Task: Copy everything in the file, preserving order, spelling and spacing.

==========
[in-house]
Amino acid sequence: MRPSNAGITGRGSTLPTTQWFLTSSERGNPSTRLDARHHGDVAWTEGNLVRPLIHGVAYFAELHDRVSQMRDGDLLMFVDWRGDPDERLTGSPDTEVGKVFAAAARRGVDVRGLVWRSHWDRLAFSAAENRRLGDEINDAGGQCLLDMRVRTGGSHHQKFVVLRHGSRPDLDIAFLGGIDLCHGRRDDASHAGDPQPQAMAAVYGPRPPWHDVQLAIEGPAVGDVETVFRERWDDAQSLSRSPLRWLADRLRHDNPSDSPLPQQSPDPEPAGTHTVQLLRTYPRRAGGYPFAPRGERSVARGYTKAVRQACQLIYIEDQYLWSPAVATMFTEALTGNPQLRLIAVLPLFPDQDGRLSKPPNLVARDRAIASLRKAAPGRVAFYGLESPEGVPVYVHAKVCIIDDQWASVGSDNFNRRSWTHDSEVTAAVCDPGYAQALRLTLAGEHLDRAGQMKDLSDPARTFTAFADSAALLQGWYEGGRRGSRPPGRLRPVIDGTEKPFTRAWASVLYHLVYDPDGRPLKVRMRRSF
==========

[in-house]
Amino acid sequence: MRPSNAGITGRGSTLPTTQWFLTSSERGNPSTRLDARHHGDVAWTEGNLVRPLIHGVAYFAELHDRVSQMRDGDLLMFVDWRGDPDERLTGSPDTEVGKVFAAAARRGVDVRGLVWRSHWDRLAFSAAENRRLGDEINDAGGQCLLDMRVRTGGSHHQKFVVLRHGSRPDLDIAFLGGIDLCHGRRDDASHAGDPQPQAMAAVYGPRPPWHDVQLAIEGPAVGDVETVFRERWDDAQSLSRSPLRWLADRLRHDNPSDSPLPQQSPDPEPAGTHTVQLLRTYPRRAGGYPFAPRGERSVARGYTKAVRQACQLIYIEDQYLWSPAVATMFTEALTGNPQLRLIAVLPLFPDQDGRLSKPPNLVARDRAIASLRKAAPGRVAFYGLESPEGVPVYVHAKVCIIDDQWASVGSDNFNRRSWTHDSEVTAAVCDPGYAQALRLTLAGEHLDRAGQMKDLSDPARTFTAFADSAALLQGWYEGGRRGSRPPGRLRPVIDGTEKPFTRAWASVLYHLVYDPDGRPLKVRMRRSF